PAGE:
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Survey: Britain Seen as Best Place to Start New Businesses


Entrepreneurs hoping to start a business would do well to start it in Britain, according to a survey on capital markets from the a private research center in California. The annual report also gives high marks to Hong Kong and Singapore.

The survey measures more than 50 variables, from a country's legal environment to the stability of its exchange rates and the existence of alternative sources of funding, in addition to banks.

On most measures, the United Kingdom does very well, says Jim Barth, a senior fellow with the Milken Institute and co-author of the study.

"In particular, the UK is a terrific institutional environment. That is, it has a great rule of law. One knows that one can get contracts enforced in the UK. One knows that basically you have all the legal factors in place to contribute to the extension of credit to businesses, both startups and existing firms that want to grow," he noted.

Report authors say the Asian enclaves of Hong Kong and Singapore have created a business-friendly climate with strong access to capital. They rank second and third in the survey. The United States ranks fourth, rising from sixth place last year because of its growing and more stable equity market.

The report covers 121 countries, and co-author Glenn Yago says in some, bond and equity markets provide important new channels of capital for people who want to start or expand a business.

"Just like you need information technology or you need modern technology in medicine, you need modern financial technologies in order grow an economy," said Mr. Yago. "And securitization, the ability to diversify and diffuse risk through the financial system and not have it concentrated in key institutions or large banks that can fail easily, is one of the hallmarks of a modern economy."

Jim Barth says the expanded use of credits cards, to cite just one example, can be good for business.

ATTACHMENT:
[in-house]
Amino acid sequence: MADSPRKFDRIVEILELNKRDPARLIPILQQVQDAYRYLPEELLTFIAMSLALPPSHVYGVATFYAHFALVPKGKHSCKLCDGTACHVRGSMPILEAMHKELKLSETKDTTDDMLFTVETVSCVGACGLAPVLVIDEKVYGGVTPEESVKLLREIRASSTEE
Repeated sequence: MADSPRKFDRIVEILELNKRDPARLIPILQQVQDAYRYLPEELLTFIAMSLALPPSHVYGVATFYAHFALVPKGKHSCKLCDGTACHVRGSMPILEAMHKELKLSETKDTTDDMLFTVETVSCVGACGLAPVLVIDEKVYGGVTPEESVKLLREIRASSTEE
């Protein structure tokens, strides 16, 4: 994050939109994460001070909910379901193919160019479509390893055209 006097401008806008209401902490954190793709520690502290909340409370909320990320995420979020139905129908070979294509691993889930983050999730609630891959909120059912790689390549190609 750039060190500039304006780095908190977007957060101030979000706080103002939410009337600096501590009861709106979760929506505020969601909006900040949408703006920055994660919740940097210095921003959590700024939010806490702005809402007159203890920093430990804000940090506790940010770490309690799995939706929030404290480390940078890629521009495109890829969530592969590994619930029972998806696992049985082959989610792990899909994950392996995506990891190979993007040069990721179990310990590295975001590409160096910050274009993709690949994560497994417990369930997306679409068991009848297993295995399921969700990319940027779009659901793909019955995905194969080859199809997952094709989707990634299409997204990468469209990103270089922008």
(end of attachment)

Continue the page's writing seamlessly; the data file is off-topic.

"In the United States, we find a lot of individuals that want to start a business rely on their own personal credit cards," mentioned Mr. Barth. "So other countries can benefit by making credit cards available to individuals that want to start a business. They can actually use their personal credit card and then, ultimately, lenders will eventually provide credit cards for small businesses targeted directly at them."

Researcher Glenn Yago says some emerging European economies, such as Estonia, are moving up the list because their governments are working to improve their financial systems. He says New Zealand, Argentina, Mexico and Bulgaria, while far from the top of the index, showed the greatest improvement in the past year.

"And then one of the great areas of concern is if we look at the bottom tier of 120 some-odd countries we have ranked here is the really dismal performance of African economies, and the real need to build financial infrastructure, just as we build telecommunications and highways, for African countries to be able to grow," added Mr. Yago.

The country with one of the world's fastest growing economies, China, ranked 38th on the list. The economists say it would be higher but for the lack of a well-developed bond market, an important source of capital for business.

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